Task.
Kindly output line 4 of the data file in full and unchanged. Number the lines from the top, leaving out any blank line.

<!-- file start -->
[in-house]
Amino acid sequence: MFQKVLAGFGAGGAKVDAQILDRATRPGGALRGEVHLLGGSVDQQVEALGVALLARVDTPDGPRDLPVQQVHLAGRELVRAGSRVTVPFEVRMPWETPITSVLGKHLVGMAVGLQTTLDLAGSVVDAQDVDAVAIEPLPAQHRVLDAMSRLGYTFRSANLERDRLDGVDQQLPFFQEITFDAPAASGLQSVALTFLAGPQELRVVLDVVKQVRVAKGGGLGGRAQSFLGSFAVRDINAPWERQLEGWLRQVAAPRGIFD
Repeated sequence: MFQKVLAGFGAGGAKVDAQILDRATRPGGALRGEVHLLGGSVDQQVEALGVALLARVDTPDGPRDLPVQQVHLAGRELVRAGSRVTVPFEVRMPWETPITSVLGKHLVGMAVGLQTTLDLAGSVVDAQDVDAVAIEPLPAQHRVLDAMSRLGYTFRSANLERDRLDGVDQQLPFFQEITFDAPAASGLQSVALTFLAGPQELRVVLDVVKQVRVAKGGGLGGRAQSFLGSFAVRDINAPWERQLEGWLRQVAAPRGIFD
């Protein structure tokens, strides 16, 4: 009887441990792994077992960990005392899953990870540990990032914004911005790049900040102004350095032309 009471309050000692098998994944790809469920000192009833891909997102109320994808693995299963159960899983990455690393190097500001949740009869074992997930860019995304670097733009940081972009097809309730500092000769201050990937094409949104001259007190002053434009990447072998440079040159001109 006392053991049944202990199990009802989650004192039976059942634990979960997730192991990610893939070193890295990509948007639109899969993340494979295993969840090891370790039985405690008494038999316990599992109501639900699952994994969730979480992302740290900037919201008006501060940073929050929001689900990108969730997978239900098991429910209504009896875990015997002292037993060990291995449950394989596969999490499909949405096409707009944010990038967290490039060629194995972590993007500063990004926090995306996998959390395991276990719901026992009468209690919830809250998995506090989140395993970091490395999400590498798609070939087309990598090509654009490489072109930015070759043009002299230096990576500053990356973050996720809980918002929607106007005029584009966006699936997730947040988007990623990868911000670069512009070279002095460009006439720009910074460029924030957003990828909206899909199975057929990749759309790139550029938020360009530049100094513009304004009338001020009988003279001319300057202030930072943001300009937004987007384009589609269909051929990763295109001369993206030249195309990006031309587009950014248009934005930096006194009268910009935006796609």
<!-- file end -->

């Protein structure tokens, strides 16, 4: 009887441990792994077992960990005392899953990870540990990032914004911005790049900040102004350095032309 009471309050000692098998994944790809469920000192009833891909997102109320994808693995299963159960899983990455690393190097500001949740009869074992997930860019995304670097733009940081972009097809309730500092000769201050990937094409949104001259007190002053434009990447072998440079040159001109 006392053991049944202990199990009802989650004192039976059942634990979960997730192991990610893939070193890295990509948007639109899969993340494979295993969840090891370790039985405690008494038999316990599992109501639900699952994994969730979480992302740290900037919201008006501060940073929050929001689900990108969730997978239900098991429910209504009896875990015997002292037993060990291995449950394989596969999490499909949405096409707009944010990038967290490039060629194995972590993007500063990004926090995306996998959390395991276990719901026992009468209690919830809250998995506090989140395993970091490395999400590498798609070939087309990598090509654009490489072109930015070759043009002299230096990576500053990356973050996720809980918002929607106007005029584009966006699936997730947040988007990623990868911000670069512009070279002095460009006439720009910074460029924030957003990828909206899909199975057929990749759309790139550029938020360009530049100094513009304004009338001020009988003279001319300057202030930072943001300009937004987007384009589609269909051929990763295109001369993206030249195309990006031309587009950014248009934005930096006194009268910009935006796609």